In the wake of the Women’s March on Washington, the idea of feminism has become more ambiguous than ever. Some would have been flabbergasted at the presence of men in the ‘civil activism of women’. In essence, the purposes of the movement encompass the advocacy of not only women’s equal rights, but also environmental protection and immigrants’ civil equality; in fact, the movement did not advocate female superiority at all.
Ultimately, my dear reader, what is feminism?
Social networking has become a prevalent sphere of interactions, often exasperating ones – unfortunately I had to digest a whole array of denunciations of feminism on Facebook weeks ago. In this era of convenient Googling, many still perceive the aforementioned ideology as a condemnable weapon adopted by feminists to suppress men. In response, I will first discuss the several perspectives on feminism; then, I propose the true meaning of feminism and exemplify it with real life instances.
Before defining feminism, let us delve into the nature of ideologies: we must acknowledge the fluidity and flexibility of all ideologies. For the purpose of explanation and clarification, I compare socialism with feminism according to their intrinsic similarity – they respectively have a variety of definitions.
Socialism is not a single concept as there are many perspectives on the ideology – this article particularly discusses three. One perspective would view socialist materialisation as the financial saviour of the deprived, for the government utilises tax revenues to fund the welfare state. The second type of critics may perceive it as a reason for the poor to be idle and apathetic. Thirdly, anti-socialism extremists would even directly synonymise socialism to communism, pushing the ideology further to the ultimate left of the political spectrum. In other words, there is a wide range of definitions of socialism; however, it must be kept in mind that with an educated capacity to infer and differentiate, we can construct the correct perception.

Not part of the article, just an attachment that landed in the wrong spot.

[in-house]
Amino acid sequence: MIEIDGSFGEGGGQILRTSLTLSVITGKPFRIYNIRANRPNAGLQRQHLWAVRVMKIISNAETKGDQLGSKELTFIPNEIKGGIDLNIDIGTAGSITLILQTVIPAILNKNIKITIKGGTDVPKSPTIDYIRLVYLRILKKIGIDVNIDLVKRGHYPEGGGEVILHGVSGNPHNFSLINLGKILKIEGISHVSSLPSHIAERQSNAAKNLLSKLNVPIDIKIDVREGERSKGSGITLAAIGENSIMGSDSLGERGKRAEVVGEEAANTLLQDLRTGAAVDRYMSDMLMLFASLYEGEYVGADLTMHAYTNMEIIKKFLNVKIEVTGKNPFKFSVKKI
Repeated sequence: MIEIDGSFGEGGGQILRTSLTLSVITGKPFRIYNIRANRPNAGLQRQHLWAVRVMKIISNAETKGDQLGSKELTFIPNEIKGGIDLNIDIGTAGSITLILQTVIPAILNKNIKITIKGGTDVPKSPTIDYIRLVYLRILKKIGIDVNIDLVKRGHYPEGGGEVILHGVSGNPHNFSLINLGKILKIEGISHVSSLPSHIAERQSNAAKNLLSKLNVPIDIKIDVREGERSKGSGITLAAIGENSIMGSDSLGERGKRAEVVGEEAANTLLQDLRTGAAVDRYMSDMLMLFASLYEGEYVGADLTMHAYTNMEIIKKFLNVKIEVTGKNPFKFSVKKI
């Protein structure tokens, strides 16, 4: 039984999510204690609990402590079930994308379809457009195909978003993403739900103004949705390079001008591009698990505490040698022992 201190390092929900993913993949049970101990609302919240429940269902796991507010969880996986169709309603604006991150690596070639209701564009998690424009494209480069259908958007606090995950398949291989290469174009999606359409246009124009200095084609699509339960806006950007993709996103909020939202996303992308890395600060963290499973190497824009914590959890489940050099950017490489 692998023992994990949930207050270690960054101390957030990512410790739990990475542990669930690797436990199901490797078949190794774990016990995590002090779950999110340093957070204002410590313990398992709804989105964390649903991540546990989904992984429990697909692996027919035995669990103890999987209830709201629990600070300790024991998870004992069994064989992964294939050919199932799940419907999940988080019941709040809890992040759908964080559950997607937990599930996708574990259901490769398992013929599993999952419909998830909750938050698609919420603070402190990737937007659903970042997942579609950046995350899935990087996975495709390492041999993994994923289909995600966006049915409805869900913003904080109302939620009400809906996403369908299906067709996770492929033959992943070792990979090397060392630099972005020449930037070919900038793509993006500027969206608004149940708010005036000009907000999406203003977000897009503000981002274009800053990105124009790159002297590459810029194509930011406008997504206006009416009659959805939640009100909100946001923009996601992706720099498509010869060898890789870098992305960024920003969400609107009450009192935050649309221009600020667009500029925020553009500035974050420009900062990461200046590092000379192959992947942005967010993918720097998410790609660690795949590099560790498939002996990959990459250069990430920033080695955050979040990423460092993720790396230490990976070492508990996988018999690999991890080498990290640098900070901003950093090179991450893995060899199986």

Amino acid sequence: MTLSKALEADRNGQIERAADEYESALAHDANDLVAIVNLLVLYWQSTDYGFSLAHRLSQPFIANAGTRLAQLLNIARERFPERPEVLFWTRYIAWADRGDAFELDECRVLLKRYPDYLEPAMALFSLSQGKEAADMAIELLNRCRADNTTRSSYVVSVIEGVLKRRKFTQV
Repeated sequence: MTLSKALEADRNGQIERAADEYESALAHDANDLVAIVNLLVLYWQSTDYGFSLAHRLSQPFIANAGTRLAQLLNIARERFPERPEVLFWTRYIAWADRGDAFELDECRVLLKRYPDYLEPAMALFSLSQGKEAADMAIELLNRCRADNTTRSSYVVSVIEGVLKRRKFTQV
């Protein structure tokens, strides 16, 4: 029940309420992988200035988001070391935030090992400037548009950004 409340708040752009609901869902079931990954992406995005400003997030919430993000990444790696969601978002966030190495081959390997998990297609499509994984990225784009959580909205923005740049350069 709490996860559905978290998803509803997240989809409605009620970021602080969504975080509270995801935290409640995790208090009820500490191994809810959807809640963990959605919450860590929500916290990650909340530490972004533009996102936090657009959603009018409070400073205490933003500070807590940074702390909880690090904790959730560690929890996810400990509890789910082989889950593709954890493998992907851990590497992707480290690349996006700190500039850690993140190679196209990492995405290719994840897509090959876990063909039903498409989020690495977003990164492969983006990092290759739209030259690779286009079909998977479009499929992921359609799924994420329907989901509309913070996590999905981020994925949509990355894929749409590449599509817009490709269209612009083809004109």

Feminism – identically – has a wide continuum of conceptualisations that is produced by societal members, be they feminist academics, student activists, anti-feminism organisations, conservative politicians and the other vast variety of critics. Nevertheless, despite the multitude of definitions, discourses in society seem to have fostered the categorisation of feminism(s) into two major divisions: the first group of feminisms postulates female superiority – the advent of feminist movements in the nineteenth century was the beginning of the gradual decline of men; secondly, a milder form of feminism espouses the empowerment of women in various socio-political institutions.
One major deviation from the first definition of feminism was verified as I Googled the definition of feminism: widely adopted online dictionaries amongst the student community tell a different story.
Merriam-Webster defines feminism as “the theory of the political, economic, and social equality of the sexes”; Oxford Dictionary refers feminism to “the advocacy of women’s rights on the ground of the equality of the sexes”; Dictionary.com regards feminism as “the doctrine advocating social, political, and all other rights of women equal to those of men”.
In fact, the definitions presented by the array of online dictionaries have inculcated the actual notion of feminism; these definitions have evidenced my perennial understanding of feminism as the fundamentals of gender equality. Not only does the feminist doctrine advocate the empowerment of women, feminism aims also – more importantly – to engender an equal gender platform for professional competition.